Can I Give My Dog Cilantro?

Can I Give My Dog Cilantro?Cilantro might make foods taste better, but is it something that you should give to a dog? Most of the time spices get a no go when it comes to your pet dog.

Considering that cilantro can be found within many food recipes today, should this fact stop you from getting them things like grilled chicken, spaghetti and meatballs, and anything else containing cilantro? Even if it doesn’t harm your dog, it’s not something they’re going to savor. The question becomes, why give them Cilantro?

Some people say that their dogs like to eat cilantro, and that they’ve given it to them without incident. Some even claim it’s good for an upset stomach. We aren’t convinced of that.

Can I Give My Dog Cilantro? Answer: Not Necessary

Humans are the only species on the planet that seasons their food, unless you count Japanese monkeys using saltwater, but that’s still under debate.

We’re also the only species to actually cook our food. That’s why most table food is a no go for dogs in general. We’ve doctored our dishes up so much with spices and preservatives, and then gone one step further to cook our meals.

Our foods end up being nothing like what an animal, including your dog, would find in the wild. That’s a reality that’s in their DNA and it doesn’t include cilantro.

This doesn’t mean you can only give your dog things that they would naturally eat if left alone in the woods. It just gives you a good indicator of how well their system would handle it. Cilantro is a leafy herb related to parsley, and in small amounts won’t do harm to your dog. There is not cause for alarm if they do happen to eat some.

But if you think it will calm their stomach the way it is thought to in humans, that’s probably a different story. There’s nothing showing that this would be a calming remedy for your dog’s digestion. On the contrary, if you end up giving them too much you may actually cause them mild digestive troubles.

View on Cilantro

This wild herb is also known as coriander. It contains a good amount of vitamin C, vitamin A and vitamin K but that doesn’t mean it’s beneficial to your dog. There are other and more cost effective ways to supplement your dog’s diet rather than using cilantro. But more importantly, does your dog even need such supplementation? If so, you must find out why!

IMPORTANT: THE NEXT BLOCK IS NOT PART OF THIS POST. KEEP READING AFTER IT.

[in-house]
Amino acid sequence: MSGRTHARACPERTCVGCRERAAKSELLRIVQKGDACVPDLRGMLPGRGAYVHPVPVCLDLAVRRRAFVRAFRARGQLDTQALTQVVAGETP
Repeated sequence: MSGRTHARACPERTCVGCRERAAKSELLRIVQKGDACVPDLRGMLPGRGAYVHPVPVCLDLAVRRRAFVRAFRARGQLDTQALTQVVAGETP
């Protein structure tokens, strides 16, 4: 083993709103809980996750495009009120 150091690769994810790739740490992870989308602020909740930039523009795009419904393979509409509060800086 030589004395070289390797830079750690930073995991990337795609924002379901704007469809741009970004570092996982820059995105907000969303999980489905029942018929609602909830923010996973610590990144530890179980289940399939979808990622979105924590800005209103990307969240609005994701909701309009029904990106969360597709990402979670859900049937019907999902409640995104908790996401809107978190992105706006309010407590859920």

Keeping Things Easy

The easiest way to feed your dog is to refrain from giving them table scraps and people food altogether. Take all the money that you save and put it towards a good quality dog food. This way you don’t have to worry about what you give them, as all of their nourishment and sustenance will come from the dog food. Save the cilantro for you and your upright family members!

Truthfully, you shouldn’t need to supplement your canine’s diet with anything extra. Cilantro or other herbs to calm the stomach is a game of  hit or miss.

Your Dog is a Machine

When running at optimal nutrition, a dog is a well oiled machine and requires very little maintenance. As long as they’re getting all of the protein, carbohydrates, fats, vitamins, minerals, they will have lots of energy and be ready to go when you are.

That’s why you can disregard the advice from well-meaning dog owners that say it’s okay to give their dogs cilantro.

Just watch what you give them and keep things as simple and nutritious as possible. Your dog can either be looked at as a guinea pig or you can consider them a creature of the Earth, not so different from yourself, and a being that deserves nothing but the best.

Conclusion

You have the opportunity to make sure that your dog  lives a long and healthy life with the proper diet. You shouldn’t just feed them things because some other owner says it’s okay. While the intention is good, we are neutral on this lime-like herb as it is just not necessary.

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{ 2 comments… read them below or add one }

PJ January 29, 2014

I have a mini schnauzer with a lot of food and environmental allergies. I have come to the point where I let him tell me what is okay for him to eat. The first time I got the cilantro out, he came running. I didn’t think he would eat it but he loved it. I let him have it occasionally, and only 1 or 2 leaves at most. By the way, I have tried “good quality kibble” and it just doesn’t work for him. Raw is best.

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Anonymous October 4, 2014

Regarding raw food, I had similar situation with my dog. After many trips and calls to the vet, and after trying many high quality kibbles, raw food is what finally did the trick. Now my Jack Russell never has issues with colitis. My vet doesn’t like it, but I’ve gotta do what works!

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